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Chapter 6 - FRHD Adolescent Development Chapter 6 The Self...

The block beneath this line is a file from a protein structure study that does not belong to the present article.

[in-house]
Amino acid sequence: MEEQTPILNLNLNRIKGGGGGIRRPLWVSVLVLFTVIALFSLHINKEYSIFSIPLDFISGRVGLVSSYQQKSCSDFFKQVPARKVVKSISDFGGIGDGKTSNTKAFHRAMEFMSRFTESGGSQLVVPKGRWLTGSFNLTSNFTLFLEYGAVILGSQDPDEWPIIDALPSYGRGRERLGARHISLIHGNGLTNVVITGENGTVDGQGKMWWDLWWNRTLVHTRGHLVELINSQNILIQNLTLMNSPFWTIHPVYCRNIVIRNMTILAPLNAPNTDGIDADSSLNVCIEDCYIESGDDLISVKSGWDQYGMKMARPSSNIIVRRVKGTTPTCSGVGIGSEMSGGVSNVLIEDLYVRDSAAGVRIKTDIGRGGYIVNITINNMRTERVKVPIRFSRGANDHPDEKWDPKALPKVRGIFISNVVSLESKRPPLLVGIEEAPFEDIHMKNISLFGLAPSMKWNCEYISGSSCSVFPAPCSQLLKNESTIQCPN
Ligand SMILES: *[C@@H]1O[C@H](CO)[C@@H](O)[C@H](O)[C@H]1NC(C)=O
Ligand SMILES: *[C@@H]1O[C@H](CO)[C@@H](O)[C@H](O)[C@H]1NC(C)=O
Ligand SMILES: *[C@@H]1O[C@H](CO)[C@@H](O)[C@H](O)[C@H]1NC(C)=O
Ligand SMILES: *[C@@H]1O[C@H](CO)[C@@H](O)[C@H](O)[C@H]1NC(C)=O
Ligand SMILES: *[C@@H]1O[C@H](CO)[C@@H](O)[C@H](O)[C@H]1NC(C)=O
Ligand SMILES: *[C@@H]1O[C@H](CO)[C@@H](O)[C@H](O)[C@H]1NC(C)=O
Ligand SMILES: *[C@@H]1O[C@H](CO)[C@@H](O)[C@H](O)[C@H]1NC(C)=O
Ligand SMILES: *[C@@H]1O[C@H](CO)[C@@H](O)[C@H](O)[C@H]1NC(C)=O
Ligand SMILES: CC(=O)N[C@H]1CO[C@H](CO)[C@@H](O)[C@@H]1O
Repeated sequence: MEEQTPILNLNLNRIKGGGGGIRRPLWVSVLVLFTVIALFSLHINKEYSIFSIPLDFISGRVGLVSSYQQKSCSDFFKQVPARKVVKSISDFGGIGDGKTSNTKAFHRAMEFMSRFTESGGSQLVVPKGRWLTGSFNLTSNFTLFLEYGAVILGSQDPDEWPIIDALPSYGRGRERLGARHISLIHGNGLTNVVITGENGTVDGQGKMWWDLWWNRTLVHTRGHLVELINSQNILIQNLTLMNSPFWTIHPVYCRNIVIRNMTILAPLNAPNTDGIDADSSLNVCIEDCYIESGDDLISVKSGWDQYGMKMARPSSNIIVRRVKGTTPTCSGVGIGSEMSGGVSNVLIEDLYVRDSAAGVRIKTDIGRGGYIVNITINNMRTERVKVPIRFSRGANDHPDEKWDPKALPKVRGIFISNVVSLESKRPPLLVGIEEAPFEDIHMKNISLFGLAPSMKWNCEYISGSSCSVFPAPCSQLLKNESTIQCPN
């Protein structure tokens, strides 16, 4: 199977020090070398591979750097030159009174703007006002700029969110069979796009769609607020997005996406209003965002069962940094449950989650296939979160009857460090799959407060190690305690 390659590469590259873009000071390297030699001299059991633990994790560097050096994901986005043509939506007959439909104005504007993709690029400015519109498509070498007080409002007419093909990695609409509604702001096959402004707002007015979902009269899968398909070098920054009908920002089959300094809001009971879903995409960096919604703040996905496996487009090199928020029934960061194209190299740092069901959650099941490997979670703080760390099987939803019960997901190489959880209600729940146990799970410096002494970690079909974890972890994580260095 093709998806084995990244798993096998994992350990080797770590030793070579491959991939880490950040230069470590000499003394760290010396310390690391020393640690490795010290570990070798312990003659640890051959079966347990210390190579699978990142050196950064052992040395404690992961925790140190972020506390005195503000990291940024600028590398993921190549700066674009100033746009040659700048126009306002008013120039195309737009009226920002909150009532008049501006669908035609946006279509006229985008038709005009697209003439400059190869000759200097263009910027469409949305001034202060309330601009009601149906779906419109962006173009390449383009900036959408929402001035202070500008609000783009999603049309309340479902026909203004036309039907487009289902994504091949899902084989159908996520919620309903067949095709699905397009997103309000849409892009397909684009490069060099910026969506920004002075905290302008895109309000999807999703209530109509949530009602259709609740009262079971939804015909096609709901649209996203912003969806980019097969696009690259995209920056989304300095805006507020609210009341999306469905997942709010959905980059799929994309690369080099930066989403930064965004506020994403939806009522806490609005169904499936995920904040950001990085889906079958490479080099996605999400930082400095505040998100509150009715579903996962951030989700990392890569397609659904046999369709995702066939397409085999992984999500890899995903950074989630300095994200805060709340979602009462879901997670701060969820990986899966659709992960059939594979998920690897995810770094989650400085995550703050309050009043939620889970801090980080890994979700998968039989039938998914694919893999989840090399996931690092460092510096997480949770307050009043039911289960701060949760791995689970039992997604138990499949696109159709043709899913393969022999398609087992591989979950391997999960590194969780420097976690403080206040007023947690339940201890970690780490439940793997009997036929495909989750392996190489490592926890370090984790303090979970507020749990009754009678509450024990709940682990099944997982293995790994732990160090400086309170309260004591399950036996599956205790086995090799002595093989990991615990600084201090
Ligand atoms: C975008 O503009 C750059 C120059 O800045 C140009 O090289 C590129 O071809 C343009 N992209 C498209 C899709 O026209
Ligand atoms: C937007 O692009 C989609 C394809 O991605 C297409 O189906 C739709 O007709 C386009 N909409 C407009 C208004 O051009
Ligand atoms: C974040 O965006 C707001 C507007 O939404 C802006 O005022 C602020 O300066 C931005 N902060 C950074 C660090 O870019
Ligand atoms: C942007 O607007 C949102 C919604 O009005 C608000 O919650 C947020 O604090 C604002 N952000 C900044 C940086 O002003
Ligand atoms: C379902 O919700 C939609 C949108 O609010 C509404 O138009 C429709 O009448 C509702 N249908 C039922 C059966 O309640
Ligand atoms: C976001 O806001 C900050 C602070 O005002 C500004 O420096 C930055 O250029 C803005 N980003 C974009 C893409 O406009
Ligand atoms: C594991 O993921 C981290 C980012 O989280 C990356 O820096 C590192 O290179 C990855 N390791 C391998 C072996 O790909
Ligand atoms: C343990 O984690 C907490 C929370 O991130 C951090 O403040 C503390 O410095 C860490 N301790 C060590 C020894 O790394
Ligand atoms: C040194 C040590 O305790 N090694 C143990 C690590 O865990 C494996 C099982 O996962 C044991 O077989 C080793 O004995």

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FRHD* - Adolescent Development Chapter 6: The Self Culture and the Self Scholars typically distinguish between the independent self promoted by individualistic cultures and the interdependent self promoted by collectivistic cultures Cultures that promote and independent, individualistic self also promote and encourage reflection about the self; good thing to think highly of yourself In collectivistic cultures, the interests of the group (family, kinship group, ethnic group, nation, religious institution) are supposed to come first, before individual needs o Those who possess high level of self-esteem, threaten the harmony of the group because they might be inclined to pursue personal interests regardless of the groups interests o Socialized to mute self-esteem and consider needs and interests of others to be at least as important as self needs and interests o Self is then defined by the relationships with others to a large extent o Self cannot be understood apart from social roles and obligations Self-Conceptions Changes in self-understanding in adolescence have foundations in the general changes of cognitive functioning Self-conceptions become more abstract and complex More Abstract Susan Harter o With increasing age children describe themselves in less concrete terms and more in terms of their traits o In adolescence, self-conception become more trait-focused, and traits become more abstract, as they describe themselves in terms of intangible personality characteristics One aspect of this capacity for abstraction is adolescents can distinguish between an actual self and possible selves o Actual self : person’s perceptions of self as it is o Possible self : person’s conception of self as it potentially may be; may include both ideal self and a feared self Ideal self : person you would like to be Feared self : self a person imagines it is possible to become but dreads becoming Both kinds of possible selves require abstract thinking; possible selves exist only as abstractions, as ideas in the mind Studies have found that size of discrepancy between actual and ideal self is related to depressed mood in adolescents and emerging adults; if discrepancy is large enough, it can result in feelings of failure, inadequacy, and depression o Discrepancy is larger in mid-adolescence Awareness of actual and possible selves can provide motivation to strive toward ideal self and avoiding the feared self Australian study: early emerging adulthood was found to be time of “grand dreams” of being wealthy and having a glamorous occupation, but beyond emerging adulthood visions of a possible self became more realistic, if still optimistic Delinquent adolescents possess a feared self but are less likely to have a clear conception of an ideal self to strive for More Complex Self-conceptions become more complex especially from early to middle adolescence
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